Crockpot Tagine (chicken or lamb)

1 -2 tablespoons extra virgin olive oil
2 large onions, chopped
3 -4 garlic cloves, chopped
1  inch fresh ginger, finely chopped
4 teaspoons Ras el Hanout
1 teaspoon cayenne pepper (optional)
salt and black pepper to taste
1 cup chicken stock (plus additional if needed)
1 pinch saffron or 1 teaspoon turmeric
1 tablespoon flour
1 tablespoon honey
2 tablespoons tomato paste
3 lbs boneless skinless chicken or boneless lamb, chopped into large chunks 
2 (14 ounce) cans diced tomatoes, with liquid
2 (14 ounce) cans chickpeas, drained
6 ounces dried apricots, chopped or quartered if large
2 carrots, peeled & diced
Rind of 1 preserved lemon, rinsed and pulp removed, chopped (optional)

Couscous, for serving (prepare according to package directions; we prefer the larger Israeli type here)  
Garnishes : Additional preserved lemon, cilantro, harissa, chopped green olives (picante olives are quite nice)
Heat oil in a large frying pan and saute onions for 5-10 minutes, or until translucent. Add garlic and ginger and cook for another minute; add Ras el Hanout, cayenne, salt and black pepper and cook another 30 seconds, or until you can really smell the spices. Add chicken stock and saffron; gradually mix in flour until well incorporated. Add honey and tomato paste and mix well; remove from heat.
Transfer mixture to the slow cooker;  add meat, tomatoes, chickpeas, apricots, carrots, and lemon (if using); stir gently but well to mix. Liquid should come just to the top of the mixture; if it seems dry add a little more chicken stock.
Cook on LOW for 8 hours or on HIGH for 3 to 4 hours. (cooking times depend on your slow cooker)
Serve over couscous (prepare according to package directions)

Ras El Hanout
1 tablespoon ground cumin
1 tablespoon ground coriander
1 tablespoon turmeric
1 tablespoon paprika
1 1/2 teaspoons nutmeg
1 teaspoon ground cinnamon
1 teaspoon ground cardamom
1 teaspoon ground allspice
1 teaspoon cayenne pepper
1/2 teaspoon ground cloves

Combine and mix well; store in airtight container.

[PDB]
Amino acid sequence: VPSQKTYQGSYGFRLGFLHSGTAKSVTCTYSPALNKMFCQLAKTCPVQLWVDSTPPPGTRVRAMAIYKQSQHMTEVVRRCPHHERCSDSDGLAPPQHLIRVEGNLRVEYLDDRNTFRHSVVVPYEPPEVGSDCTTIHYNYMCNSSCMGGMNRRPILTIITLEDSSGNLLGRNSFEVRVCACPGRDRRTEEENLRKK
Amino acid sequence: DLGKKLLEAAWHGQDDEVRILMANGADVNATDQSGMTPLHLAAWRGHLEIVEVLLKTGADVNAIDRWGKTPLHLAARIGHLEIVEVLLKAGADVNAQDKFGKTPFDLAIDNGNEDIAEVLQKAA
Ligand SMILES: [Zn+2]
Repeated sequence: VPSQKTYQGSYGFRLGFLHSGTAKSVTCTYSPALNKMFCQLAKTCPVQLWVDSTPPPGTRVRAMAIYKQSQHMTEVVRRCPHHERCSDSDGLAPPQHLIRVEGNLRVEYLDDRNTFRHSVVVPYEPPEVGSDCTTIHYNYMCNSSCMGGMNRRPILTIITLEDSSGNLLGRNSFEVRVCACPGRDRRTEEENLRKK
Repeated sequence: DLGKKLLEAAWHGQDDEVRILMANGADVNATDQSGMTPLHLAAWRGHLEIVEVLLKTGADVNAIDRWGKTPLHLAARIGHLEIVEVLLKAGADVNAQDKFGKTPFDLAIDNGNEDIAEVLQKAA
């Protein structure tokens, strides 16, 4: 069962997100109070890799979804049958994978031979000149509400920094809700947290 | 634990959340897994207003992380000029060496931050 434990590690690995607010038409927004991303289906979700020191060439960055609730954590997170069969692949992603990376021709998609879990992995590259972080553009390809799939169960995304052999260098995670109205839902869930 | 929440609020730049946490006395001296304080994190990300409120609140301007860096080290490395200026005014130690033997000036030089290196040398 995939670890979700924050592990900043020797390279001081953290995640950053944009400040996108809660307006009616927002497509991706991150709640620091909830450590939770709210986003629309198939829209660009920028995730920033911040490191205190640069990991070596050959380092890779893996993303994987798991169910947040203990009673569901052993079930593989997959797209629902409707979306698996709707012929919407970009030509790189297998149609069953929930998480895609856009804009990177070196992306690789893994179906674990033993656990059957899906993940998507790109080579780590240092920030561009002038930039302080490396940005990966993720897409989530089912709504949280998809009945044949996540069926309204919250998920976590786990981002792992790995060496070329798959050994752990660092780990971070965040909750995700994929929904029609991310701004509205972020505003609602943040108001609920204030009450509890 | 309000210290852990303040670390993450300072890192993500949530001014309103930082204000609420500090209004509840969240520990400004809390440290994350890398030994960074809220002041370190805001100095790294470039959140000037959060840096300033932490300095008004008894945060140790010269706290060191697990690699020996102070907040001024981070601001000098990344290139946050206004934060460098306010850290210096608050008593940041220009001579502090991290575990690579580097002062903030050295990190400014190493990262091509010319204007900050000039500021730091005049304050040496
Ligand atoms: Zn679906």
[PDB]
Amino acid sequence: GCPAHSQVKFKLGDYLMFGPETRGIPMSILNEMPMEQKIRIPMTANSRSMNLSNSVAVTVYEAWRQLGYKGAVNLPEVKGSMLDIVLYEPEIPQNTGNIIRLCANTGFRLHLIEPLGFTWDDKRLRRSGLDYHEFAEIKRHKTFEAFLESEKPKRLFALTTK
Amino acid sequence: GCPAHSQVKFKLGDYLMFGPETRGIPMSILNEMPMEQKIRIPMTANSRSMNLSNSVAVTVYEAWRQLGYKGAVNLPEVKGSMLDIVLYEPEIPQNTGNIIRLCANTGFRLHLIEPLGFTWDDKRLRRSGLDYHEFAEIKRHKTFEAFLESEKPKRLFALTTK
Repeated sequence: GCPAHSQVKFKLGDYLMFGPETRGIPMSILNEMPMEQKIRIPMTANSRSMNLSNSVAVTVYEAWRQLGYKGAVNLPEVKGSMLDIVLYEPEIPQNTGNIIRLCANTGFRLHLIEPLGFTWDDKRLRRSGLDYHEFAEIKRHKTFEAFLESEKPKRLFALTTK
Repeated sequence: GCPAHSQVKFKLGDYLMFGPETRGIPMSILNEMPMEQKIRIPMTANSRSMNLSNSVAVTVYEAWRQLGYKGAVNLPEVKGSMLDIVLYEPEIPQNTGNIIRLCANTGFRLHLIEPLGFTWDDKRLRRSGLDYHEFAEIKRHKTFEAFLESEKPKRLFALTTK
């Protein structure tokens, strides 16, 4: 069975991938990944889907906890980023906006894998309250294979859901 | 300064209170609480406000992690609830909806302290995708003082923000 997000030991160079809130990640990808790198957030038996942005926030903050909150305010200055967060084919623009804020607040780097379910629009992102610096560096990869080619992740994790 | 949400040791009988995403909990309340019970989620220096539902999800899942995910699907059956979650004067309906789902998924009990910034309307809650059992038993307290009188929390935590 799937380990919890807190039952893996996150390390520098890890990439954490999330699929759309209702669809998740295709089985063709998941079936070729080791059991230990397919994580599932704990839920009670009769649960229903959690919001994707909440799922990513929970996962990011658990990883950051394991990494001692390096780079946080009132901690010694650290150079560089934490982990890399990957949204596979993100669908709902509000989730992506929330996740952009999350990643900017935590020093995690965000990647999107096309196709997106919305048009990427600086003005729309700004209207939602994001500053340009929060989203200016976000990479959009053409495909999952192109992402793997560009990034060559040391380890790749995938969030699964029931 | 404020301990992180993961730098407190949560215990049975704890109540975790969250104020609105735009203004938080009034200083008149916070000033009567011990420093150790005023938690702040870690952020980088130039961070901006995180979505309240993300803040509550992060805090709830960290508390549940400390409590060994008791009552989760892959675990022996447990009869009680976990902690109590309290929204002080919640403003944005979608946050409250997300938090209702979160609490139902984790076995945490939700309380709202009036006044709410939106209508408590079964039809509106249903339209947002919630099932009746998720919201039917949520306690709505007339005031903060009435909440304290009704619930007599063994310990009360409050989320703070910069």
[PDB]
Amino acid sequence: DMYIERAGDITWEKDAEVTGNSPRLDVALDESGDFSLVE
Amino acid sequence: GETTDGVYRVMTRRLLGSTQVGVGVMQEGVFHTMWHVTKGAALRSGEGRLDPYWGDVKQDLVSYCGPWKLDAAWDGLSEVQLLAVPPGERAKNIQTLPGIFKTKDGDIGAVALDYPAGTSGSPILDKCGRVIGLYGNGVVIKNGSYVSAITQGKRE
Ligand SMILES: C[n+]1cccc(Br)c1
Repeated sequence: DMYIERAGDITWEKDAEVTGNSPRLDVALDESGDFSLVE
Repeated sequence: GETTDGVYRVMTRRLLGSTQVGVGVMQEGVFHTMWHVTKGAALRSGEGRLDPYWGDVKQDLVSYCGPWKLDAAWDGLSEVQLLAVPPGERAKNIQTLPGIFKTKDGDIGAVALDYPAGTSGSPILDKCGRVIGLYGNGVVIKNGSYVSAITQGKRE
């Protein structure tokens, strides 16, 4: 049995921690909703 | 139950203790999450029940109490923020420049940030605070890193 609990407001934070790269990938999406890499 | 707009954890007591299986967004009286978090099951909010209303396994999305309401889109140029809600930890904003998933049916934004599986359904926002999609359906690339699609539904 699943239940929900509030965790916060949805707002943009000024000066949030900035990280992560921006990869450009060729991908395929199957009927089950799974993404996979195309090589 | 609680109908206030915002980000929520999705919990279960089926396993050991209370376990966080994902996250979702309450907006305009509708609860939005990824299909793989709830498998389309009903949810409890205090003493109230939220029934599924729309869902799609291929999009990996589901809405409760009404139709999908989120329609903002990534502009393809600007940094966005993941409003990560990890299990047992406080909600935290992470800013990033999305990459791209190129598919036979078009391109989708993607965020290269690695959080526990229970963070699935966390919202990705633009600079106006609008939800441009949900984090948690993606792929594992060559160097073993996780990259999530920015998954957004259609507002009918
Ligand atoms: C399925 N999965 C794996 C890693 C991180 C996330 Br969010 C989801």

Friday, January 3, 2014

Ribollita (Italian Bread and Vegetable Soup)

Apologies for the terrible picture - by the time I realized how good this was going to come out, it was gone !

Italians - gotta love them. I'm a quarter Italian, myself, though as I always say I think the only Italianate qualities I've inherited are the talking with my hands thing and my deep, deep love of food. (Though the food part could be from any and all of my ancestors :) )

One of the things I love about Italians is that not only do they love food, they waste nothing. A loaf of stale bread isn't something to be thrown out, to an Italian - it's a springboard, a gateway drug to all sorts of culinary delights. Not that the Italians have dibs on delicious things to do with stale bread, of course...this very blog is loaded with recipes for bread puddings, both savory and sweet; there are also references to French toast, croutons etc....but we're sticking with an Italian theme here.

We've already explored the glories of panzanella (Italian bread salad) in this space; but it's winter - lovely tomatoes are hard to come by, and our bodies and bellies crave something much more comforting, Ribollita - a hearty, warming soup - answers that craving perfectly, and I'm so glad I took the plunge and decided to learn how to make it. Think of the best minestrone you've ever had, but with bread instead of pasta (not like you don't dip bread in minestrone anyway ! ) - super flavorful broth, loaded with vegetables and creamy white beans, stick-to-your-ribs Italian nonna (grandma) goodness. And not only does this one use stale time you come to the end of a wedge of Parmesan, throw the rind in the freezer. It adds a wonderful depth of flavor to this or any other soup that that tastes good with cheese on top (don't most of them ? :) )